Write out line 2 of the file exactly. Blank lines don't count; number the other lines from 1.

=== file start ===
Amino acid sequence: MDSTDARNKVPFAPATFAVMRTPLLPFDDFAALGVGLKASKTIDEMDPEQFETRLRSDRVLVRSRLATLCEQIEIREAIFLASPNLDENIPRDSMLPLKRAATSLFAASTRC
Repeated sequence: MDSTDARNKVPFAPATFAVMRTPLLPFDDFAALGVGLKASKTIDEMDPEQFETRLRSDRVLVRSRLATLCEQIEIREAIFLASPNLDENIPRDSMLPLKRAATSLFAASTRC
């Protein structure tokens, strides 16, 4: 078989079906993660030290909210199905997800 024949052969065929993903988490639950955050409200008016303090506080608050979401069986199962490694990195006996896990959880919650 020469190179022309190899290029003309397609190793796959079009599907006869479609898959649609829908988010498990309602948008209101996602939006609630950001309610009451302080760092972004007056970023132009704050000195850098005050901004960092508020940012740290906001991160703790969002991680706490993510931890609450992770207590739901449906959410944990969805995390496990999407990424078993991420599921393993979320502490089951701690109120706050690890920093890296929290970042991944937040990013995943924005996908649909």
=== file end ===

Repeated sequence: MDSTDARNKVPFAPATFAVMRTPLLPFDDFAALGVGLKASKTIDEMDPEQFETRLRSDRVLVRSRLATLCEQIEIREAIFLASPNLDENIPRDSMLPLKRAATSLFAASTRC